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Emerging Network Technologies Course IT640 - Networking and Telecommunications

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Emerging Network Technologies Course IT640 - Networking and Telecommunications;Phase 5 - Task 2;Task Type;Individual Project;Deliverable Length;Word document of 4?5 pages (excluding references and cover page) + 5-slide PowerPoint;Key Assignment;The retail store wants to take advantage of new technologies, such as a virtual private network (VPN), for the salespeople to connect remotely or cloud computing to store data off-site securely and to be able to process financial transactions securely over the Web. The owner does not know what hardware or software is needed to take advantage of the latest capabilities that technology has to offer.;Part 1;Remote Network Implementation Plan (4?5 pages);The project deliverables for this week are as follows;Include a remote network access goals and objectives statement.;Include a revised network diagram that depicts a plan to incorporate VPN technology, cloud computing, and Internet protocol security (IPsec) into the current network.;Describe the security implications of using these technologies and how risk will be mitigated from a network hardware and software perspective.;Provide an analysis as to how this part of the project fulfills the mission and 1 or more goals of the case study organization.;All sources should be cited both in-text and in References using APA format.;Part 2;An argument in problem solving is used to permit the problem solver the opportunity to offer a set of reasons or evidence in support of his or her solution and related conclusions from the inquiry and research process. The argument is not an opinion and is not the conclusion restated, but rather a demonstration of the intellectual inquiry that you have made during the problem-solving process. Naturally, for the argument to gain credibility, it must be reinforced with scholarly references because the support of the conclusion comes from the quality of evidence that has been gathered.;There are some different forms of arguments that could be made, as follows;Categorical Arguments: An assertion that there is 1 of 4 relationships between X and Y. You could show these 4 forms as follows;All Xs are Ys.;Example: All mice are mammals.;No Xs are Ys.;Example: No mice are mammals.;Some Xs are Ys.;Example: Some mice are mammals.;Some Xs are not Ys.;Example: Some mice are not mammals.;Predictive Arguments: A case is made for anticipating or predicting events based on the characteristics of a category (X or Y) or based on the relationship between X and Y. Some sample arguments are below (the combination of X and Y is not represented).;All Xs have this characteristic, behave this way, or are in this state. Therefore, I predict __ about X.;Example: All mice eat cheese. Therefore, the cheese on the table will be eaten by the mouse on the table.;All Ys have this characteristic, behave this way, or are in this state. Therefore, I predict __ about Y.;Example: All cheese will be eaten by mice. Therefore, the cheese on the table will be eaten by the mouse on the table.;Some Xs have this characteristic, behave this way, or are in this state. Therefore, I predict __ about X.;Example: Some gray mice eat cheese. Therefore, the cheese on the table may be eaten by the gray mouse on the table.;Some Ys have this characteristic, behave this way, or are in this state. Therefore, I predict __ about Y.;Example: Some yellow cheeses are desired by mice. Therefore, the yellow cheese on the table may eaten by the mouse on the table.;No Xs have this characteristic, behave this way, or are in this state. Therefore, I predict __ about X.;Example: No mice have been found to have 2 tails in this region. Therefore, the mouse in this region will have 1 tail.;No Ys have this characteristic, behave this way, or are in this state. Therefore, I predict __ about Y.;Example: No ballots were left uncounted. Therefore, the voting system should be fair and equitable.;Change Arguments: A case can be made that something is different in the characteristics (or state) of X and/or Y between 2 or more observations made at different times. A change argument is simply a comparison of before and after and any differences that are noted from the first observation to the subsequent observations. When making a case for observed change, then you would typically use a different form of argument (categorical or predictive) to explain why that change occurred.;Example;At observation 1, all Xs had this characteristic (or were in this state).;At observation 2, all Xs do not have this characteristic (or were not in this state).;Therefore, X no longer possesses this characteristic (or is no longer in this state).;Imagine that you now have to present your solution to your retail store client. You need to make a formal presentation to a group of stakeholders, and you need to be prepared to answer their questions. Create a PowerPoint presentation in which you provide the following;In the notes pages of each slide and based on the context of the information on that slide, provide a narrative of 2?3 paragraphs of your rationale for the solution to the problem that is described in the IP.;On each slide, identify the type(s) of argument(s) that you are making for the problem presented in the unit IP and the evidence that you have to support the argument(s);All sources that are used to support your argument and solution should be cited both in-text (on slide or in notes page) and on a References slide using APA format.;Name the documents "yourname_IT640_IP5.doc" and "yourname_IT640_IP5.ppt," respectively.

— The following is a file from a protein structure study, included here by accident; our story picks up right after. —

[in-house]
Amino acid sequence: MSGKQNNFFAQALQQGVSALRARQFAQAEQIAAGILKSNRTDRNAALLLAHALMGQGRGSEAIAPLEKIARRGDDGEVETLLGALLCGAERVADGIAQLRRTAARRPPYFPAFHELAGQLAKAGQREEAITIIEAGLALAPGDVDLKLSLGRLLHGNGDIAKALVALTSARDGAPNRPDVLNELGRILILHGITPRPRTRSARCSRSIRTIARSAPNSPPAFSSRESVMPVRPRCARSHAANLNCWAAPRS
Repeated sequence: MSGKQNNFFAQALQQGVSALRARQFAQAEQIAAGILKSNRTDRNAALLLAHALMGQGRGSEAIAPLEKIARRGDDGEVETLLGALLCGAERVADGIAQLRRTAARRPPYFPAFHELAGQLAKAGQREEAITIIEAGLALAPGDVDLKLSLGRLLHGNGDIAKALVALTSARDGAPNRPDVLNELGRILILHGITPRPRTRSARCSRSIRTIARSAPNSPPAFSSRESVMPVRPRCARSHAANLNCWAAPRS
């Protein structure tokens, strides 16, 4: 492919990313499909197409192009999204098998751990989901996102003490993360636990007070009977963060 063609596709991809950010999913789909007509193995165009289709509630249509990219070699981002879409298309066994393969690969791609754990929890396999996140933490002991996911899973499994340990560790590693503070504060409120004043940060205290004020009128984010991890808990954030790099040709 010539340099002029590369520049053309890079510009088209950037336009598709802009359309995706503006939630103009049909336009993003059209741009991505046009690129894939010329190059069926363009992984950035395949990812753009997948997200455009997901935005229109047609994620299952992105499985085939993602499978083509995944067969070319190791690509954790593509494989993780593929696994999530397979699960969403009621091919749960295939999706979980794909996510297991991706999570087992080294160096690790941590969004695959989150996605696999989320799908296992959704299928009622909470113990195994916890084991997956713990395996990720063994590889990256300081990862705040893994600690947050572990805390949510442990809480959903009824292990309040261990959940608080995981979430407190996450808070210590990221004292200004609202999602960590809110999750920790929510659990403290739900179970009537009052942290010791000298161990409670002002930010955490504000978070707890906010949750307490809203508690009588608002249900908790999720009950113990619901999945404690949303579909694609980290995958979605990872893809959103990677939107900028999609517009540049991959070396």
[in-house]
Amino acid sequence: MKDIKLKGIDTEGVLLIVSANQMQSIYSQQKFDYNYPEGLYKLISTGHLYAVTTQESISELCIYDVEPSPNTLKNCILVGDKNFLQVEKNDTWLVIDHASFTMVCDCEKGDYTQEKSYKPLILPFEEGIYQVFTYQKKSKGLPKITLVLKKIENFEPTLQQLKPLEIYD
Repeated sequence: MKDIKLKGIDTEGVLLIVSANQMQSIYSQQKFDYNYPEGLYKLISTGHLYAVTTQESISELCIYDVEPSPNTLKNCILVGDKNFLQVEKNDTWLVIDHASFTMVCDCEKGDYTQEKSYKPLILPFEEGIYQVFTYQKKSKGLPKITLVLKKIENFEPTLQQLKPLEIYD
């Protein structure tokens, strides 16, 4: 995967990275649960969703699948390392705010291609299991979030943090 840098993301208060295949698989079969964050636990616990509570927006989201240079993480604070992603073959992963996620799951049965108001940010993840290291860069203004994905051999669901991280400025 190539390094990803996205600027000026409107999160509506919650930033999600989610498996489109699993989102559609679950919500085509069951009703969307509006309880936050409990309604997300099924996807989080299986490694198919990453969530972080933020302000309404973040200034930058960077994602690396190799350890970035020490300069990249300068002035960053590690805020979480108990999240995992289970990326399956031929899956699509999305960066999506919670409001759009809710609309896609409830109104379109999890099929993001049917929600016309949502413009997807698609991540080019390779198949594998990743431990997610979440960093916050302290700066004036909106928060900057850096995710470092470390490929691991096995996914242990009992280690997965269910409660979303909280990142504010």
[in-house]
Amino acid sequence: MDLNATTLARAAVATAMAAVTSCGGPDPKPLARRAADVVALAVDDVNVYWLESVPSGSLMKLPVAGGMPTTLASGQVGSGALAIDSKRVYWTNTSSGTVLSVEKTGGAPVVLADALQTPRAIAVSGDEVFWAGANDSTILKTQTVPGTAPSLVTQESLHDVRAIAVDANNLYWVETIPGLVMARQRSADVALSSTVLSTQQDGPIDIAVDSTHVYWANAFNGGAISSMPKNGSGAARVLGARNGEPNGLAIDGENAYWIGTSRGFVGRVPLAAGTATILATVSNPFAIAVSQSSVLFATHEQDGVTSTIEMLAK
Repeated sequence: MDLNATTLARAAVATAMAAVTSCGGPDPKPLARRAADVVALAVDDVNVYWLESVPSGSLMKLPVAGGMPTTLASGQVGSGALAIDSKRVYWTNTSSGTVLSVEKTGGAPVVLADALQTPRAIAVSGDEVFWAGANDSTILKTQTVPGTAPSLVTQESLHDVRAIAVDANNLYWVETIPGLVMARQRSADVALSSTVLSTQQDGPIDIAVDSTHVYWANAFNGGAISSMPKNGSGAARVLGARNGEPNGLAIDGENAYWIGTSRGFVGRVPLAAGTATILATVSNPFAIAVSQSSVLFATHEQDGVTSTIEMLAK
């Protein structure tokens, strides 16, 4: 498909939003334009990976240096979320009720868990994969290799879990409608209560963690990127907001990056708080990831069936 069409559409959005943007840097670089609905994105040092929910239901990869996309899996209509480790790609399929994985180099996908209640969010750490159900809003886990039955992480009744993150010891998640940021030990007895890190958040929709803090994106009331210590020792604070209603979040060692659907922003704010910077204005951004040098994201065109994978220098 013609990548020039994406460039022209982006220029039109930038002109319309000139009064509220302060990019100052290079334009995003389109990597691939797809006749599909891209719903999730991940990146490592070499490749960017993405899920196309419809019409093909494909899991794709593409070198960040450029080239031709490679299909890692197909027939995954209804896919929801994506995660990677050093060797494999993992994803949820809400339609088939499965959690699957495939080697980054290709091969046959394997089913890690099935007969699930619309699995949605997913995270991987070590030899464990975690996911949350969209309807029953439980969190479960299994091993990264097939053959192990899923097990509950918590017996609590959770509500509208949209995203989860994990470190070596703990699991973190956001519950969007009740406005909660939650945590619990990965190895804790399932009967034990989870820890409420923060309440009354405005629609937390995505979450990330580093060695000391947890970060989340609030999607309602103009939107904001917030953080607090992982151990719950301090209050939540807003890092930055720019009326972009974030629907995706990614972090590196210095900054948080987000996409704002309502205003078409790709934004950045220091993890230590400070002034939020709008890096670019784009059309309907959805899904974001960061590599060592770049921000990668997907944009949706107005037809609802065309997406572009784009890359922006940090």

Paper#25614 | Written in 18-Jul-2015

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